The third Australian speaker, Catherine Herriman from Leighton Contractors, spoke of the company’s major project to tackle life-changing risks, and how taking another look at the hierarchy of controls gave the company a lever to tackle entrenched customary practices. “The challenge is to continually question whether the risk controls are at ‘engineering’ or above,” she noted, because administrative controls such as PPE are insufficient. Her co-presenter, Andrew Stevens, noted that the company’s Safety Essentials programme had to be communicated clearly and with total consistency of application. “Once you head down a divergent path it is very difficult to pull people back.”

Fonterra’s Emma Brookes reported on the results of research which looked at differences in national cultures and how they could be used to customise safety messages for maximum resonance, using the dimensions on the model created by Geert Hofstede. In the context of health and safety, two of these dimensions – Power Distance and Individualism – provided to be good predictors of behaviour.

Dr David Beaumont, president of the Faculty of Australasian Occupational and Environmental Medicine, challenged delegates with a simple question – where is the “health” in health-and-safety? – and put forward the case for occupational medical specialists to abandon the traditional medical model in favour of the biopsychosocial model.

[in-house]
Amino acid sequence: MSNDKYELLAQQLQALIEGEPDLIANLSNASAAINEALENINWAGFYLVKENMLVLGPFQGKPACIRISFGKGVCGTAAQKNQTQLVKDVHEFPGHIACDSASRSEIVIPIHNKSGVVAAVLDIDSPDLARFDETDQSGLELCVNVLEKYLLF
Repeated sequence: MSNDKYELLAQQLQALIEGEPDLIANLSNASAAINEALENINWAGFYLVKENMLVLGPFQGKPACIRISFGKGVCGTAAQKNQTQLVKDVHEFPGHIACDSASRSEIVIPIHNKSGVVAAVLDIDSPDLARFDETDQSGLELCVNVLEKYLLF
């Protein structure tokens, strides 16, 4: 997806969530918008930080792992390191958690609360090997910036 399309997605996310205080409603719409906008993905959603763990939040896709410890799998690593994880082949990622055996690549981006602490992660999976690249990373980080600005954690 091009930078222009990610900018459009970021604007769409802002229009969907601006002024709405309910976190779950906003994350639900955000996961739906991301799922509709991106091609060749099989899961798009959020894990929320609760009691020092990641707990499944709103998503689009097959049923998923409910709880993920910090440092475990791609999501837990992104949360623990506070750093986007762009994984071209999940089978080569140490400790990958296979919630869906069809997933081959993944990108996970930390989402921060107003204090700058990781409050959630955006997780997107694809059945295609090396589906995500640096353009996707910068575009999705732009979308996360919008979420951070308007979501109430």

AUT’s Professor Grant Schofield ranged over work-life balance in the context of modern communications technology before outlining his “brain rules”, which he summarised as: move it, feed it, defend it, do important things, connect, and take notice.

A joint presentation from the EPMU’s Joe Gallagher and Northpower’s Andrea O’Brien and Vern Rosieur began with a clip from the DVD they helped make, using actors from the electricity supply industry. Regarding the harm caused by use of drugs and alcohol, the biggest step, they said, had been for the industry to admit it had a problem.

Concluding the conference on a high-energy note was Doug Healey from Bullet Freight Systems, with his powerful and inspiring message of how he overcame a serious workplace injury – a broken back – to take up running and inspire thousands of others to follow, literally, in his footsteps.

Scattered through the two days were four brief presentations from mystery speakers. Mike Cosman was first up, and asked one simple question: on 25 April each year the nation stops to remember Anzac Day, but only three days later very few people are (so far) aware of Workers’ Memorial Day. Why?

Hamish Brown from Concordia NZ deconstructed the notion of safety culture by dividing into three parts: the obvious visible factors such as high-viz jackets; the factors promoted by leaders, such as Zero Harm and audits; and the unspoken behaviours and rules which make up a set of shared assumptions.

Kevin Sanders from Gerard Roofs outlined the huge impact of the company’s workforce literacy project on health and safety and many other factors.

David Tregoweth from Progressive Enterprises called for professional bodies who seek to represent practitioners to get their house in order, and challenged delegates to stop waiting for new legislation and make changes now.

Whew. It was quite some conference, and delegates left buzzing with new ideas and with the business cards of people they’d met. Which is what the Safeguard conference has always been about.

Peter Bateman